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The Daltaí Boards » Archive: 1999-2004 » 2002 (January-June) » Can you translate this for me? « Previous Next »

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KatNMel (proxy.ia3.marketscore.com - 66.119.33.135)
Posted on Thursday, March 28, 2002 - 04:33 pm:   Edit Post Print Post

Okay, my friend said this to my friend... and we dont know what it means. So if you can PLEASE tell us!! "slan leat mo ghra" **Thanks a Ton**

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Larry (host213-122-168-206.in-addr.btopenworld.com - 213.122.168.206)
Posted on Thursday, March 28, 2002 - 05:56 pm:   Edit Post Print Post

It means "Bye my love"

Le meas,
Larry.

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Jacqui (208.45.247.252)
Posted on Sunday, March 31, 2002 - 06:44 pm:   Edit Post Print Post

I have been told many times that Iam "Fa". This is an old gaelic word, but I don't understand what it truly means. Having looked it up everywhere you are my last hope...it has to do with "having the force of mu?" I don't understand this either. Is this the same as the english term ESP? Thankyou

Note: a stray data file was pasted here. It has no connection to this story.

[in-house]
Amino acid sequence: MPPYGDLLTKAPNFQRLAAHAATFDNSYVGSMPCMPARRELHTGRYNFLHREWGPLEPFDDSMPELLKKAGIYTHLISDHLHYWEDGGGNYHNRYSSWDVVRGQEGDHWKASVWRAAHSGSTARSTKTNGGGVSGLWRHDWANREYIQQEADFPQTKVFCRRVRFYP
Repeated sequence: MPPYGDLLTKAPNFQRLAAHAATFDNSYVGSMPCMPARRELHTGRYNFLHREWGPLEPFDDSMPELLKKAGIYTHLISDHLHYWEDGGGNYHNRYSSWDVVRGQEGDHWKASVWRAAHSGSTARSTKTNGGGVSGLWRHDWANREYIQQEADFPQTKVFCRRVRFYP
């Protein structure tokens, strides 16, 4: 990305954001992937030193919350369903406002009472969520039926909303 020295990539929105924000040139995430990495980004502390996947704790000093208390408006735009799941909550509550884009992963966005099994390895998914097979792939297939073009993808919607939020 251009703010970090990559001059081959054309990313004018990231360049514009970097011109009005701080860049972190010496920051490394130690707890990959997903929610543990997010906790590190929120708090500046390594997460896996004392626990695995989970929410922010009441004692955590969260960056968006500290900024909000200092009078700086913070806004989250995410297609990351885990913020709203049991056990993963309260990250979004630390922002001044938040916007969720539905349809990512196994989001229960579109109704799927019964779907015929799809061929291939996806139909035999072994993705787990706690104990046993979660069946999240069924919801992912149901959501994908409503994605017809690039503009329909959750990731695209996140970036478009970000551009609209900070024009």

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Seosamh (dialup-64.158.187.4.dial1.newyork1.level3.net - 64.158.187.4)
Posted on Sunday, March 31, 2002 - 09:50 pm:   Edit Post Print Post

Fa? Mu? I've never heard either word, in English or Irish, that I can think of. Sorry.

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Jacqui (208.45.247.223)
Posted on Monday, April 01, 2002 - 12:08 am:   Edit Post Print Post

Thankyou Seosamh, I looked up "Fa" in the Gaelic Dictionary, and it said,"prep. having the force of mu, but not used except in: fa chomhair, opposite: fe leth, apart, separately": Fa dheo'idh, at last and similar phrases
Then I found "Mu" and it said, "prep. about, around, of, concerning, on account of, for: mu'n cuairt, about, round about: mu thimcheall, about, around, concerning: mu choinneamh, opposite